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Technology should be considered as an enabler and a means to achieve innovation; it is not innovation by itself.

By Roberto Wik

Much is discussed about innovation and its impact on technology. After all, isn’t technology responsible for innovation? What so the well-known cases of, for example, Uber, Airbnb and Waze have in common? All of them appeared as an innovative solution, and of course, technology was part of them. Technology, however, was not the main catalyst; it merely supported and enabled an innovative approach that brought benefit and value to customers. This is the reason why many expect innovative solutions to fail, they are focused on the technology, rather than considering the strategy, processes, and people as part of the product or service to be delivered. Even the most advanced technological solution, if not focused on customer benefit and value, will fail.

“According to IDC, organizations are now focusing on producing software embedded in products and services”.

It is possible that you have today about five digital devices connected that all act as borders between the digital and the physical universe, making the physical almost disappear, a phenomenon called “phygital”. Internet of Things (IoT) is taking us on a journey of transforming an essentially physical world into a “phygital” world without realizing the difference. According to IDC, organizations are now focusing on producing software embedded in products and services to compete in their industry and most of this production of digital innovation will be focused on creating new value for customers. IDC predicts that within the next 3-5 years, every enterprise – regardless of the industry – will shift into a “digital innovation factory”.

Currently, a car has an average of over one hundred sensors. Half of them monitor the function and performance of the engine; others manage anti-lock braking systems, active control of traction and suspension, and tire pressure. From the point of view of safety, reliability and comfort, cars have never been better – and the future promises only more progress. So why do most features designed for new cars today – for comfort, ease of use, navigation and even safety – remain unused after the first few weeks of car purchase? Do people try them and then disable or ignore them? What is missing? The answer seems to be in the following statement: sensors make sense when cars are built for people. Cars are designed with features that designers find attractive and important, but engineers and technologists often develop entire features and products without examining how drivers and passengers behave.

When referring to data, we hear that “Data is King” or “Data is the new Oil”. In fact, companies have an almost unlimited amount of data and information in their possession, being able to build and implement immensely powerful Datalake using a variety of high-end technologies. However, the big challenge is not tied to technology; it is to follow the path from obtaining this raw data and transforming it into informational wisdom. In other words, the challenge is finding ways to transform that data into intelligence and use it to gain advantage thereby improving the experience, satisfaction of the product or service and generating value to customers. According to a worldwide survey conducted by Gartner with 196 organizations, 91% of companies have not yet reached a desired maturity level in this transformation of data into insights. Understanding the past, predicting the future and defining actions in their business strategy in the search for expected results is a refined skill that needs to be explored further.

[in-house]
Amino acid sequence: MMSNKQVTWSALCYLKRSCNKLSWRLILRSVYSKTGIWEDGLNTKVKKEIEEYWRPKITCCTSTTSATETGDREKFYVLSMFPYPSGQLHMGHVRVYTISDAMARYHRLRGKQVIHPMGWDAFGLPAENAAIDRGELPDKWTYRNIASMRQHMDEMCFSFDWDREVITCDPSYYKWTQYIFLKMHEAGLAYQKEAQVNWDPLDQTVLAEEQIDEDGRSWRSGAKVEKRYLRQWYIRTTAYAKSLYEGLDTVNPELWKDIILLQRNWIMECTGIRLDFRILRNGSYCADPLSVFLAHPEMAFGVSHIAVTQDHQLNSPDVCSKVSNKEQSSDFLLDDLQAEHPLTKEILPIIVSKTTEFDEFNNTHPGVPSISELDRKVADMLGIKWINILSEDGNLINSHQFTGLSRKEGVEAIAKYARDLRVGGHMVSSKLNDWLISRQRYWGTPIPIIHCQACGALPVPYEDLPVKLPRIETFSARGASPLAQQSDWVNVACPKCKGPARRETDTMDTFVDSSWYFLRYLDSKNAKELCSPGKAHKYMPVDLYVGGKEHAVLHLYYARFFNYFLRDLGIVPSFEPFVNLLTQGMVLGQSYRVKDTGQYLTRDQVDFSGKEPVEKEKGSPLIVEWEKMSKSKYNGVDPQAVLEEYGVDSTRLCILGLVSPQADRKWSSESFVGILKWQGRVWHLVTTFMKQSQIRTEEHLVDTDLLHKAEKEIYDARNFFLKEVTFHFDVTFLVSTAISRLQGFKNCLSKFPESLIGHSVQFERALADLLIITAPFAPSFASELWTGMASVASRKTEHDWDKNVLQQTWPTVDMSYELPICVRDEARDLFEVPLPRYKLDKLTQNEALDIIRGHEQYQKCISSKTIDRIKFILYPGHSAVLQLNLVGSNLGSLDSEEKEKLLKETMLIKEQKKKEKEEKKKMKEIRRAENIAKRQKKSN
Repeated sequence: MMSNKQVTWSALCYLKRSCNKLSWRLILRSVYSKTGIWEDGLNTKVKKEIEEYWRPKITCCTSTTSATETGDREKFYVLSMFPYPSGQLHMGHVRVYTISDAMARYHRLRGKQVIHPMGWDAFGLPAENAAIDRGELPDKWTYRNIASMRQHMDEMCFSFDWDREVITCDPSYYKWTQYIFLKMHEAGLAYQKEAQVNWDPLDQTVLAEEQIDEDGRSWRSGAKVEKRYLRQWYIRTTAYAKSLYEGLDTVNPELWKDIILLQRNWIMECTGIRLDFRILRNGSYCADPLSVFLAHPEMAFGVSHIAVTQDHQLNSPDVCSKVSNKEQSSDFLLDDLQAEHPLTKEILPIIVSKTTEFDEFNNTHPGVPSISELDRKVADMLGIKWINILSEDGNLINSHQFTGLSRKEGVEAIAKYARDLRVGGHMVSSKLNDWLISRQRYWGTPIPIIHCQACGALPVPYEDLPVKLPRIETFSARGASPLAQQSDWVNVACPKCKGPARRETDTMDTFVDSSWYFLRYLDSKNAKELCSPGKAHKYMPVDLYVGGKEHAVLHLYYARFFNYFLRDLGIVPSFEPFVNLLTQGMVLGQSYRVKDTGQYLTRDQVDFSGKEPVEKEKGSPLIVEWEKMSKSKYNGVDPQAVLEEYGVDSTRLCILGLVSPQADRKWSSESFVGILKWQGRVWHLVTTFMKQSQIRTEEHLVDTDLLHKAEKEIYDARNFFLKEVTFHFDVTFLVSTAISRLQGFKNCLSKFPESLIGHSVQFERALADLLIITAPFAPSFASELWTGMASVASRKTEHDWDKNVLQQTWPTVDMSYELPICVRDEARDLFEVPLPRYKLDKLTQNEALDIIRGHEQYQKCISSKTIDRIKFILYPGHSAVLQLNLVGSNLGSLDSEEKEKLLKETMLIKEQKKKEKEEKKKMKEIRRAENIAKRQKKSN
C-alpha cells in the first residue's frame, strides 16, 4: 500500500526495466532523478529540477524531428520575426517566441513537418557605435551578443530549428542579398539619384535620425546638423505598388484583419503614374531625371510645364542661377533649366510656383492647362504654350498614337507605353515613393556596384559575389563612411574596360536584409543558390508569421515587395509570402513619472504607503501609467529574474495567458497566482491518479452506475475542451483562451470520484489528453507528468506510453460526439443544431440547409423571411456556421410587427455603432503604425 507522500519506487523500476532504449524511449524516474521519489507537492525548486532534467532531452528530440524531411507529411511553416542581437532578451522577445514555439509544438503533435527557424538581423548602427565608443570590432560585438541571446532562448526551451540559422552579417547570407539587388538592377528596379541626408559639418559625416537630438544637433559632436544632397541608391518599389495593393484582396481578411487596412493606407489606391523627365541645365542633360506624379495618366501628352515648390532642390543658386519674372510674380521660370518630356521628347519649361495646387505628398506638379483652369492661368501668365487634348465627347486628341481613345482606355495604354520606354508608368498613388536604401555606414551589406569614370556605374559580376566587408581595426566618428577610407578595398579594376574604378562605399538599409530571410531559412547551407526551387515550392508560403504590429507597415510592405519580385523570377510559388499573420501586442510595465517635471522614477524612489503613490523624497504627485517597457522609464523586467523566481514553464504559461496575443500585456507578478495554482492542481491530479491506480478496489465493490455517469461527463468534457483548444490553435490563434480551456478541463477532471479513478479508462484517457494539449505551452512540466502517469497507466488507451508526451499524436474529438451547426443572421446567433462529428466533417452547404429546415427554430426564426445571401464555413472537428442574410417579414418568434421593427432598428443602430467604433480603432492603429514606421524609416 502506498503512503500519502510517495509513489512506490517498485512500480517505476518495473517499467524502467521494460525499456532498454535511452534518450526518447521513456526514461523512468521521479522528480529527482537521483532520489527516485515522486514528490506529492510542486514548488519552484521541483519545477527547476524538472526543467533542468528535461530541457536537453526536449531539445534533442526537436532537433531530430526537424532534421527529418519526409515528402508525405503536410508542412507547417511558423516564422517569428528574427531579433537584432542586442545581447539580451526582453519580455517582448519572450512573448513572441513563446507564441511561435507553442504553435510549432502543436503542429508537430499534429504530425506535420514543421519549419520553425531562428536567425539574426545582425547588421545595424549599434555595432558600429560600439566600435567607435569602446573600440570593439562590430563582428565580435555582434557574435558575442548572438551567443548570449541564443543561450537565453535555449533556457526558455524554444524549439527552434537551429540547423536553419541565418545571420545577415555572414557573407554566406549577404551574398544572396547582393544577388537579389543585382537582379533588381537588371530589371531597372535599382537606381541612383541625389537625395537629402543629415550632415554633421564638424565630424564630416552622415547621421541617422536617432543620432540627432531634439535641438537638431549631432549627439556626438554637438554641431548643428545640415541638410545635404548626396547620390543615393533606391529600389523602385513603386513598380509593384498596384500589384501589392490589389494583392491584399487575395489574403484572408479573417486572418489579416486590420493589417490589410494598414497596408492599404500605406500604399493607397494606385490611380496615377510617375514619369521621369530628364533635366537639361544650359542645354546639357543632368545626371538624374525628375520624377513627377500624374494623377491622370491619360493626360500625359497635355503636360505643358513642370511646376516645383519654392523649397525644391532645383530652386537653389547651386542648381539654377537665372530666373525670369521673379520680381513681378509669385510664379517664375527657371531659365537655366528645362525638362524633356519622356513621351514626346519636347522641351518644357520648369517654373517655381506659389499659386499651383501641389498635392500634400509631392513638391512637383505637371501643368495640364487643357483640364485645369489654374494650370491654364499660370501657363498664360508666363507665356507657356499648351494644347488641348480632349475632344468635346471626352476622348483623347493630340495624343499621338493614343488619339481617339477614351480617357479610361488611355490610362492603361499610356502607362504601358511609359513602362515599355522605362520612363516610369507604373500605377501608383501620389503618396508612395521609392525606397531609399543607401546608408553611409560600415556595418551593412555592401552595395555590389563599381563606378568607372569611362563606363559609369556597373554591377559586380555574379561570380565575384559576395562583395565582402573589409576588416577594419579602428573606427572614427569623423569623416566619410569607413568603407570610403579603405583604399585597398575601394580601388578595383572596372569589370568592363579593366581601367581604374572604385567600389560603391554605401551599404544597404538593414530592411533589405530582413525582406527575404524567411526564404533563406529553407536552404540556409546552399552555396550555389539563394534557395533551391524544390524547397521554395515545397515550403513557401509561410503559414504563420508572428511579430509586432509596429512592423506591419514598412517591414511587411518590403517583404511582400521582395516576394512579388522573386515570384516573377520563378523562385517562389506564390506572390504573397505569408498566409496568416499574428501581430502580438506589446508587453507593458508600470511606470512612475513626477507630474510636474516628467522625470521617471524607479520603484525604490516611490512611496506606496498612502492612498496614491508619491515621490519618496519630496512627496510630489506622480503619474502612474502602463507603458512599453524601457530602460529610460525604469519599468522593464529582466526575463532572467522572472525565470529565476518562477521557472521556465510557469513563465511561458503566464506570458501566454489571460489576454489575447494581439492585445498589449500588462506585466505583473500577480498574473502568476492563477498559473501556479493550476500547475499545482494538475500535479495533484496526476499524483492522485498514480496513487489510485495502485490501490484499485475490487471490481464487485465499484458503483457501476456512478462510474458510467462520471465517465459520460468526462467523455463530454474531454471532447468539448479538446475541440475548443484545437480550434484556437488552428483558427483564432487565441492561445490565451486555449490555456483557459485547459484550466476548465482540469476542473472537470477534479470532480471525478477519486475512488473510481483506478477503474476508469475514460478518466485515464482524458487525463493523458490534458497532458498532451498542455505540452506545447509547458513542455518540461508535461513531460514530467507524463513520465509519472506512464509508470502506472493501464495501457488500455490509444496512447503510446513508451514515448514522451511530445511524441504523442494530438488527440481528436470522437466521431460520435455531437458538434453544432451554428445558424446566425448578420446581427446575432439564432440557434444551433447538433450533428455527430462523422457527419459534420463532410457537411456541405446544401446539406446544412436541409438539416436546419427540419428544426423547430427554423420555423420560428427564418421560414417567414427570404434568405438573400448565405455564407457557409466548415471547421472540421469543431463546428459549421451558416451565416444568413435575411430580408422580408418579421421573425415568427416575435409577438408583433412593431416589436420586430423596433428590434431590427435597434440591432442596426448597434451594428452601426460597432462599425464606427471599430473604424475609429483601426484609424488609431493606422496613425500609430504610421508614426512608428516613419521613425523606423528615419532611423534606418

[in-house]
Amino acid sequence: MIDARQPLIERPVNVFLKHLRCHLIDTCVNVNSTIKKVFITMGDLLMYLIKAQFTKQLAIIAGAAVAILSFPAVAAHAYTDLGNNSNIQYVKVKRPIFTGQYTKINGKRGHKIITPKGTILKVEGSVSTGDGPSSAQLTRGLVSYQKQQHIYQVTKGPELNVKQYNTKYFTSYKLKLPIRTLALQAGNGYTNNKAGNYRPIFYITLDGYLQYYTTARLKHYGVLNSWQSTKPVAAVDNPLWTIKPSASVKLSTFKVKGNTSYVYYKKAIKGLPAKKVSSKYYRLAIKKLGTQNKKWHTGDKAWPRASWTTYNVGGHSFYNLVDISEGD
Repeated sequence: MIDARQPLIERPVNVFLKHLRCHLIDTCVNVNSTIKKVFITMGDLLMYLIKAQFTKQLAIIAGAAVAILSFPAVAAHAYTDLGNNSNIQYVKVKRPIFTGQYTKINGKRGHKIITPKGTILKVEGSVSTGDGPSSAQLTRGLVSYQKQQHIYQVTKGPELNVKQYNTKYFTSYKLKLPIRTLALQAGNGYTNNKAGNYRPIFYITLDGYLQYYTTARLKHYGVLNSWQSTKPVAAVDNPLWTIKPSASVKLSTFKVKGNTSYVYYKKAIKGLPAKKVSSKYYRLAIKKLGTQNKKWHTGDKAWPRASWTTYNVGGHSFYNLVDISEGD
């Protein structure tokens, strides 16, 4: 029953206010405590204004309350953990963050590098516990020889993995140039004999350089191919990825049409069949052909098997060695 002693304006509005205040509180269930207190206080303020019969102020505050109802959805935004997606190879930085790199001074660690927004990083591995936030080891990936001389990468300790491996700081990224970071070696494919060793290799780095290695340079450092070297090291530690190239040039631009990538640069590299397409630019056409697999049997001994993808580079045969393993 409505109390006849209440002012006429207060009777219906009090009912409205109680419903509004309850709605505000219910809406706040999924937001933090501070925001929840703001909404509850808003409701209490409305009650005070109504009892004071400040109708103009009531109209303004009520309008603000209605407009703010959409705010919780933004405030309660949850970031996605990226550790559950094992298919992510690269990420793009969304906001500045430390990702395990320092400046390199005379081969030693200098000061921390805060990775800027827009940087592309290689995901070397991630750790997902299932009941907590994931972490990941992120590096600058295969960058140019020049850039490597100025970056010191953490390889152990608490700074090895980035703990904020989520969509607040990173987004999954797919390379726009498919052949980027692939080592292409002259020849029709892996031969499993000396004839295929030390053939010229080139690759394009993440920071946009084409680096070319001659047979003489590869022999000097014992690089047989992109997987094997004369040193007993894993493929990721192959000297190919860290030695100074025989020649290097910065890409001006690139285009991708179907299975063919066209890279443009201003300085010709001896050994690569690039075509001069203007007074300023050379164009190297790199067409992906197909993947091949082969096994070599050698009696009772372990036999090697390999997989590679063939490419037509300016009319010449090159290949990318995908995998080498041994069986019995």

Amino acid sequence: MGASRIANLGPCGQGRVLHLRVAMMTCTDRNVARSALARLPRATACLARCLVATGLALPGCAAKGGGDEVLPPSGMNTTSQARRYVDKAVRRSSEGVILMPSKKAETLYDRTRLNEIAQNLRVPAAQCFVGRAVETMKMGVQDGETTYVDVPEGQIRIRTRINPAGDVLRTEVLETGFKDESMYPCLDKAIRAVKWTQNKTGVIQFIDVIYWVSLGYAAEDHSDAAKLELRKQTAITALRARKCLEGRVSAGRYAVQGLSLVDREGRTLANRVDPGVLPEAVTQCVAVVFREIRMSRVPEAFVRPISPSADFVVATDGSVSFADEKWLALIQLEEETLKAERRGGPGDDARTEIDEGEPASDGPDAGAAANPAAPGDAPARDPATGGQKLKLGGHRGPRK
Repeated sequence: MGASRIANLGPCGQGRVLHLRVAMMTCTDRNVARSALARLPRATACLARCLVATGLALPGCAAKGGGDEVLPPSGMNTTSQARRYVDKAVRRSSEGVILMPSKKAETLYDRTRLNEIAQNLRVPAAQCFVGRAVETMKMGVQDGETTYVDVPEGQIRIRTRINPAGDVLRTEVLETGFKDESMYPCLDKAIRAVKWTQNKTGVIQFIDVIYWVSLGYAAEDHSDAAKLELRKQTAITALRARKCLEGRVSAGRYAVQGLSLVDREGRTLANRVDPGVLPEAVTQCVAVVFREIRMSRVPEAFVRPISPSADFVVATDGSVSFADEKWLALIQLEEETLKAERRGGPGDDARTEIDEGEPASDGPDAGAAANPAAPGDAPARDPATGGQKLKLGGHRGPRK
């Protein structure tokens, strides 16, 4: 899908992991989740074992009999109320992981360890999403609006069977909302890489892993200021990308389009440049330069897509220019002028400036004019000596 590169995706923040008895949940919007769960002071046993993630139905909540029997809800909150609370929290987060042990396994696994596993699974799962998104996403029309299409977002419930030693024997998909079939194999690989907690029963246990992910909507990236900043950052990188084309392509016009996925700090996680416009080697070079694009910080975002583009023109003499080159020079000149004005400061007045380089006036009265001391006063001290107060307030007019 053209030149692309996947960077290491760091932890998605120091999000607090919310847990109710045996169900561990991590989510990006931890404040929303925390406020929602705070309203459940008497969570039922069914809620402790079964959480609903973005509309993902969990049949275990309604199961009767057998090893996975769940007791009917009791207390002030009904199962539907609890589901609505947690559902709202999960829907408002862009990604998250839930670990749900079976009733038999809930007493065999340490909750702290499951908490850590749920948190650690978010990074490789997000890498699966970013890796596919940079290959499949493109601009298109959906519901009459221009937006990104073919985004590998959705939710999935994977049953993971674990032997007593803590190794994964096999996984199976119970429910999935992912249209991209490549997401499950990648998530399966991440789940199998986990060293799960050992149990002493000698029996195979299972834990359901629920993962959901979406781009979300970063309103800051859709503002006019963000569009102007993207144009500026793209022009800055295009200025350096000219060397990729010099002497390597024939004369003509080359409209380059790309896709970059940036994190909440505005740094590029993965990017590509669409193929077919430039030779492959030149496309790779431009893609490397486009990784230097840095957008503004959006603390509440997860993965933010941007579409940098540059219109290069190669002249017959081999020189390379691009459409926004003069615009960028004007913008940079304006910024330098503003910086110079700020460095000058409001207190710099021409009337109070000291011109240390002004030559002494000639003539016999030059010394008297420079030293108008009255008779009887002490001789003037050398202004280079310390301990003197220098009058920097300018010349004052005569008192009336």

“91% of companies have not yet reached a desired maturity level in this transformation of data into insights”.

Forrester has predicted the Robotic process automation (RPA) software market to reach $2.9 billion in 2021. While RPA interest has been high for a while, actual adoption is now catching up. Although organizations understand the power of RPA and the benefits it can bring by eliminating repetitive processes, companies have struggled with implementing it by focusing only on technology. The value and impact on business was in the background. According to E&Y as many as 30 to 50% of initial RPA projects fail and this is not a reflection of the technology. Some of the reasons identified were not considering RPA as business led, as opposed to IT led; underestimating what happens after processes have been automated; treating robotics as a series of automations vs. an end-to-end change program; targeting RPA at the wrong processes.

The crux of the problem, as we see, is that many technology solutions today are being designed without sufficient focus on human experiences and the value and benefit they bring. In fact, they underperform if not focused on design for the “human” adding tangible value. When thinking about innovating, think about innovating the Customer Experience and what benefits you bring, use technology to support and accelerate the innovative journey.

Sources: Gartner; IDC, Lumen, E&Y

Roberto Wik is Vecte’s Director of Technology and Innovation. With more than 20 years experience in multinational Business and Technology Consulting companies, he worked for 3 years in procurement portals in Brazil and the Middle East, as well as having worked in the largest hospital in Latam the 3rd largest global aviation company. Graduated in Mechanical Engineering, he has an Executive MBA in Finance. Vecte is a Brazilian specialized management consultant firm that deliveries high value projects for its Clients constant challengers for transformation and evolution. Vecte can also support foreign companies in doing business in Brazil (www.vecte.com.br)